Families can pat exotic animals such as white tigers and Malagasy lemurs, then ride on open-air buses to watch and feed hippopotamus, elephants, zebras and other animals. From $55 for a family of four. See chiangmainightsafari.com

8. Chiang Mai Zoo

A sprawling, clean affair, with a diverse combination of animals. About $10 a family of four, more to see the pandas, walk South-East Asia’s longest tunnel aquarium or have a mid-Thailand “snow” experience. See chiangmaizoo.com

9. Mae Klang Waterfall

About 30 minutes’ drive from the city. Safe and clean for a free afternoon of paddling in rock pools with local kids.

10. Trek to visit the hill tribes

An authentic trekking experience that suits families rather than 20-year-old backpackers is available through Villa Anneloi. Stay at the B&B or with Belgian Annelore and her husband, Loi, who is from the local Karen hill tribe, and their three boys in a homestay environment. Custom-tailored camping treks for families with children from four years. See villa-anneloi.com

 

Source: escape.com.au

Do Thai people eat “Pad Thai” everyday?

   

This is a question I’ve been asked for several times from my foreigner friends. The fact, that “Pad Thai” is the signature dish, most well-known out of other Thai foods. Every Thai restaurant must include it in their menus and as much being most popular dish being ordered from dinners.

I often laugh and throw the answer that NO, Pad Thai is not a staple dish that we cook to eat in household.  Pad Thai is commonly sold and served in street food stalls and restaurants.

In Thailand, you can find many roadside food stalls or restaurants that are specialised in cooking Pad Thai and only serve it as a signature dish, or perhaps sell with some other noodle dishes such as Pad See Ew.

I noticed that Pad Thai being served in most restaurants in Australia has slightly more in color and flavour than originated Pad Thai. And I was so skeptical to find out why, so I tried to observe how it was cooked when I was working part-time in a Thai restaurant (It’s a must do when Thai students come to Australia!)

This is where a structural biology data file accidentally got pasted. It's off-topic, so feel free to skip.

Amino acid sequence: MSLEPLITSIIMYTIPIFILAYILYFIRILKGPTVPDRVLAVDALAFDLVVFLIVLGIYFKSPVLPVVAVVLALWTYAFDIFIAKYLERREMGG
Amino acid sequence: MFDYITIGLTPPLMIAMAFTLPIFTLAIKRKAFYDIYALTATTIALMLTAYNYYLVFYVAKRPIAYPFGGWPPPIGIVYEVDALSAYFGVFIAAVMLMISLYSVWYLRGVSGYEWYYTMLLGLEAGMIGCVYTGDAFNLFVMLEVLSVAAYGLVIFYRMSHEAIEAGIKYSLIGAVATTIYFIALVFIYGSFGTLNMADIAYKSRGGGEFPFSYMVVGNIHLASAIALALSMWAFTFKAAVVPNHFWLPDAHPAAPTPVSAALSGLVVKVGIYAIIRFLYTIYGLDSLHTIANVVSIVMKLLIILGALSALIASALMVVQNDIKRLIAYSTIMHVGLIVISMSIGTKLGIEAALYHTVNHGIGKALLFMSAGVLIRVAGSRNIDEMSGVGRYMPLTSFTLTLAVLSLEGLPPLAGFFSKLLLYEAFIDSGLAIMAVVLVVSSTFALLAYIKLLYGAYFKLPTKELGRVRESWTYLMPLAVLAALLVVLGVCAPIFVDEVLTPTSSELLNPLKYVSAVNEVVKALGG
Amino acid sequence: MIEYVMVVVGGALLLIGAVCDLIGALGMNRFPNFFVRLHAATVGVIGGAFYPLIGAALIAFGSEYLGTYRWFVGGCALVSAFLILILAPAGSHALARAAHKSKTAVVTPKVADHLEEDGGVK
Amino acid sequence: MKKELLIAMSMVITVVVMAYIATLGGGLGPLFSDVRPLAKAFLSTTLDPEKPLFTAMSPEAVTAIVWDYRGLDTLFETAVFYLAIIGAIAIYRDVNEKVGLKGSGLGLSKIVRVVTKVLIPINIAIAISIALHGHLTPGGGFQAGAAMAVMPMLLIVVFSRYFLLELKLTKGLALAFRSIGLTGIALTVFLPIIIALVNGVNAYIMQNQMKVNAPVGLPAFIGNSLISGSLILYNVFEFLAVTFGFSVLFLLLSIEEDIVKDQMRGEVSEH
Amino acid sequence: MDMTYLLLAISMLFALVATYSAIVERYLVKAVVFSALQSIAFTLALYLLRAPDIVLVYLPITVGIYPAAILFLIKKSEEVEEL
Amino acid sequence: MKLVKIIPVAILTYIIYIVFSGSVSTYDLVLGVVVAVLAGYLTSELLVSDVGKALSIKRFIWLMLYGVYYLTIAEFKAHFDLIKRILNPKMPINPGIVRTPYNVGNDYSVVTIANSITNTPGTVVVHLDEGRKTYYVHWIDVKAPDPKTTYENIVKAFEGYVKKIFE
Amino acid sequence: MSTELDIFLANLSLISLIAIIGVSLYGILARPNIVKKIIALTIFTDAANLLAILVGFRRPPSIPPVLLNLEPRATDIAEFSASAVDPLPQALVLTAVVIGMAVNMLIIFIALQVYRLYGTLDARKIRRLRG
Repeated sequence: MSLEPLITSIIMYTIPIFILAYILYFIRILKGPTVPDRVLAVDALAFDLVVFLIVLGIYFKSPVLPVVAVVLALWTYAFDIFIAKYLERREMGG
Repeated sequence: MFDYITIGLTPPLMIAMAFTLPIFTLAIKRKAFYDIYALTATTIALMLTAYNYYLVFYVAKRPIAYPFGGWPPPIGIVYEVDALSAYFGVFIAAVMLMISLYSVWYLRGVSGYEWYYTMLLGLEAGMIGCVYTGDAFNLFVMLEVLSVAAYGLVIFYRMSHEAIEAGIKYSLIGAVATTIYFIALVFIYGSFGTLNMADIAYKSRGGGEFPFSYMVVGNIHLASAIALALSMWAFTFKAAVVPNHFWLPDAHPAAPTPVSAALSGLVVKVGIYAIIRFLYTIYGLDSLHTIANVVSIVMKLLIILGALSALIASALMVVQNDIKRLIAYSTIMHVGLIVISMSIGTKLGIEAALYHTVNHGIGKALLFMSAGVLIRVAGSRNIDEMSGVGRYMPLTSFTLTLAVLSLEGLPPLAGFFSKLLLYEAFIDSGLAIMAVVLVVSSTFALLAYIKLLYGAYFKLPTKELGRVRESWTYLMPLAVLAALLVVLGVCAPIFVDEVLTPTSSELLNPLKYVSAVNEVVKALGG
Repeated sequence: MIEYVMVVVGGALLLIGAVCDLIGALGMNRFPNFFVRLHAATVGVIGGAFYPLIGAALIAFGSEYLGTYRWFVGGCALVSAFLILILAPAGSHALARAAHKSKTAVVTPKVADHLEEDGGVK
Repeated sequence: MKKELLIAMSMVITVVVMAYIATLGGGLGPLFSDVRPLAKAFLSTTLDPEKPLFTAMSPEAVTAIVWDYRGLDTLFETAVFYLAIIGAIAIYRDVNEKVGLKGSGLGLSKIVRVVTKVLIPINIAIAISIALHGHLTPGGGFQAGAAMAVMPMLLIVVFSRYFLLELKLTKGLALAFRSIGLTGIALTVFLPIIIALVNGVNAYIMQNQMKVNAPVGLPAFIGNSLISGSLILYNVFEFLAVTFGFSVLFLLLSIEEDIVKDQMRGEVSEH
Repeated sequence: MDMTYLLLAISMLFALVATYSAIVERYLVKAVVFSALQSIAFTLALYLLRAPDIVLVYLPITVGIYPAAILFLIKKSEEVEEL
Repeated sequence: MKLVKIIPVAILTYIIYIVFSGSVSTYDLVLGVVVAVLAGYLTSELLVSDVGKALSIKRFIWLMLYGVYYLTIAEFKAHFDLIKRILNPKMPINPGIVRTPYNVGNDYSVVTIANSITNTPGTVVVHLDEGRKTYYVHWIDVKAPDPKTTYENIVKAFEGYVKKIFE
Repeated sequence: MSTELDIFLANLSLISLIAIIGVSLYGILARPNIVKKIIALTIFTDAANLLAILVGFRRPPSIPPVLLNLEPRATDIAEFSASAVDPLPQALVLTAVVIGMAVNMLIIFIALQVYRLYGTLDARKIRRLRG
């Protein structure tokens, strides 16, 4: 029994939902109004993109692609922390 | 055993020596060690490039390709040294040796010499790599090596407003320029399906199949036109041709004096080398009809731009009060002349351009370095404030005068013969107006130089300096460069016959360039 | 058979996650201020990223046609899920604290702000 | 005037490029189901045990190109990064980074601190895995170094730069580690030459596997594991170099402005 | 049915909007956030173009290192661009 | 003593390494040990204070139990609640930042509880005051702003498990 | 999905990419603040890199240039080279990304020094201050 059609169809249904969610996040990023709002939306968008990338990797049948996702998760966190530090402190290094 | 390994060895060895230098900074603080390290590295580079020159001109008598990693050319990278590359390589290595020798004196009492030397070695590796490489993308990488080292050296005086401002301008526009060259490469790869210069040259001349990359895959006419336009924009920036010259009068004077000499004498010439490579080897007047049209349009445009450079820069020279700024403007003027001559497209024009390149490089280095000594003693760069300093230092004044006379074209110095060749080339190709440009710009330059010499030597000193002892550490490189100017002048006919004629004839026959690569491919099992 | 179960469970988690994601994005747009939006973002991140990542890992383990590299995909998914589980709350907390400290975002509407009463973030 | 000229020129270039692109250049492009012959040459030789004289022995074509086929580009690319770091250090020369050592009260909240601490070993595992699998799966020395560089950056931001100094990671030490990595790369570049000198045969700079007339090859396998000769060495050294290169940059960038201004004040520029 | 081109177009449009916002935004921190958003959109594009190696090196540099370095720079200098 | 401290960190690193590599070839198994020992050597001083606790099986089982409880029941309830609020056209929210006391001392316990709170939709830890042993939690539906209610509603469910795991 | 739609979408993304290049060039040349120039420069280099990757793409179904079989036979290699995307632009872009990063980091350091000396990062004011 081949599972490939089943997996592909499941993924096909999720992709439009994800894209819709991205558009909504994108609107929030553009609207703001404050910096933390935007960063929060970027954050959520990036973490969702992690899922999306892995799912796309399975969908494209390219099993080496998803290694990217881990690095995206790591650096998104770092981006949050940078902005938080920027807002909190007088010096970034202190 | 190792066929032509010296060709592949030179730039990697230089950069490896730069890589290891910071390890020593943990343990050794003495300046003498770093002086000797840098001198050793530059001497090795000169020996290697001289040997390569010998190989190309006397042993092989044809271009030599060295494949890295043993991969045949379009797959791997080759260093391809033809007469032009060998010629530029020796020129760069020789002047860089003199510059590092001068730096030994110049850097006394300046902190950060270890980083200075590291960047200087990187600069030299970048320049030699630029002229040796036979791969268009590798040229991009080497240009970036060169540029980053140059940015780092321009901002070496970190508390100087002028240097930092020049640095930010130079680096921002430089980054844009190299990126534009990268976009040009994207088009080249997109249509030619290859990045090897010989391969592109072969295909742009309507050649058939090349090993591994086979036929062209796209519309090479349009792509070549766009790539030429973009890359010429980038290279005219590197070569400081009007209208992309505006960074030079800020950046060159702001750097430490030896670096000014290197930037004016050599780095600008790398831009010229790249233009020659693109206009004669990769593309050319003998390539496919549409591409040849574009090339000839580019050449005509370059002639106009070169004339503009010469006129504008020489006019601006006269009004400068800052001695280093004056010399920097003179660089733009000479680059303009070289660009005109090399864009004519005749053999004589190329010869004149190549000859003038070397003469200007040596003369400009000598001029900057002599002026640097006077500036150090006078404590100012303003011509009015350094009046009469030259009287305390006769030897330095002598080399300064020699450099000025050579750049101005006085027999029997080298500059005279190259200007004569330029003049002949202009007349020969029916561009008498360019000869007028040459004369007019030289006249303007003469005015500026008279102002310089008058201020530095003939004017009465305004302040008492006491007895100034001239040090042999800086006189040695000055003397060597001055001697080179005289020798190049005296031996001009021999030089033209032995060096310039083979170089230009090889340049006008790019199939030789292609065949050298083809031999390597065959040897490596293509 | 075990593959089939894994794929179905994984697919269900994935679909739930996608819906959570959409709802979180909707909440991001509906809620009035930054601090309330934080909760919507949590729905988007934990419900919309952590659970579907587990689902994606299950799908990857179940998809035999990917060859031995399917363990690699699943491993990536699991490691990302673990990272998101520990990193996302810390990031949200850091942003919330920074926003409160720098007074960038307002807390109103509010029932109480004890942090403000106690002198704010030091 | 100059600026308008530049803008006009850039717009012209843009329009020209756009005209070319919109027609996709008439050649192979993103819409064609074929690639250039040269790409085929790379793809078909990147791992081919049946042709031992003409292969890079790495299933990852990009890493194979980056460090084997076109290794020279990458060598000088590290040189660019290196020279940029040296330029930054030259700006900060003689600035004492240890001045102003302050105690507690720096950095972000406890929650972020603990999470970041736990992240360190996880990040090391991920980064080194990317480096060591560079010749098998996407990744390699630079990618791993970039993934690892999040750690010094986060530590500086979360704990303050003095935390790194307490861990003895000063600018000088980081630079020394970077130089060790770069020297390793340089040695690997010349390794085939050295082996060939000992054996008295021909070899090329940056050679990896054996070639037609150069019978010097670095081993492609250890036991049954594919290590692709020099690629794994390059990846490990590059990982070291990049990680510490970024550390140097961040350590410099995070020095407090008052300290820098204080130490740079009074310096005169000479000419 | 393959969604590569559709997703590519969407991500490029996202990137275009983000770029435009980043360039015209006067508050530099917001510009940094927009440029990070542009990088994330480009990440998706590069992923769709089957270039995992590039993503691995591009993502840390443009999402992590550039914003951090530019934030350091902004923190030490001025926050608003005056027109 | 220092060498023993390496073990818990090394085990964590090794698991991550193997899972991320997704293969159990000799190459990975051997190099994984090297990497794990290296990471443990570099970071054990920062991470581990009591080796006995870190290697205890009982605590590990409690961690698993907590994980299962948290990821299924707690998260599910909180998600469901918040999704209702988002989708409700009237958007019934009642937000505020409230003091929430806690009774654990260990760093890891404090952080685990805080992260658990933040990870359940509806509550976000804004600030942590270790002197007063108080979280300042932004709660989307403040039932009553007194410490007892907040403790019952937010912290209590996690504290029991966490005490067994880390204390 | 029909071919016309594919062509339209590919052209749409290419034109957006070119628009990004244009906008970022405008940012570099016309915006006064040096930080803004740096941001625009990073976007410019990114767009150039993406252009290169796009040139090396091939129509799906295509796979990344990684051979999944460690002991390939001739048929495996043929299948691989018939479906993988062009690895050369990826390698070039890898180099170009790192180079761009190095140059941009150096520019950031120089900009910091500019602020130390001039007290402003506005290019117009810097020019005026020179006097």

The secret is “tomato sauce”, to make the dish more appealing to Australians; tomato sauce is being added in most of Pad Thai.

However, my Australian friends do prefer the authentic taste Pad Thai where they had tried on their Thailand visits, especially the way it is being served from street stalls. Real taste, real made, real Thai street food style!

-Samantha Torsuwan

Let’s get wet in Song kran Festival!!

Songkran is a Thai word that means “move” or “change place” as it is the day when the sun changes its position in the zodiac. Songkran or Water festival in Thailand is coming in mid of April between 13th -15th which is the hottest month of the year. As people believe water will clean away bad luck. In the other hand water is cool down for this hot peak season.

Before Thai is adapted to international New Year. Songkran is traditional Thai new year celebrate by visiting temples, sprinkling water on Buddha images in reverence, and sprinkling water on each other’s hands as an act of wishing good luck. During Songkran occasion Bank, office and family related business all most close. A lot of Thai resident are go back home to their family. This is an occasion for family and friend re-unions and spending time together by religion activities such as go to temple in early morning to pray and bathing the Buddha image by pour fragrant water over Buddha statues. In Thai culture is strict in respect senior people such as elder people, grandparent especially family members. A ceremony known as “Rod Naam Dum Hua” is young Thais seek the blessing of their elders by pouring scented water over their hands.  After that it’s a water-throwing free-for-all – traditionally, the custom was to pour water gently over other people.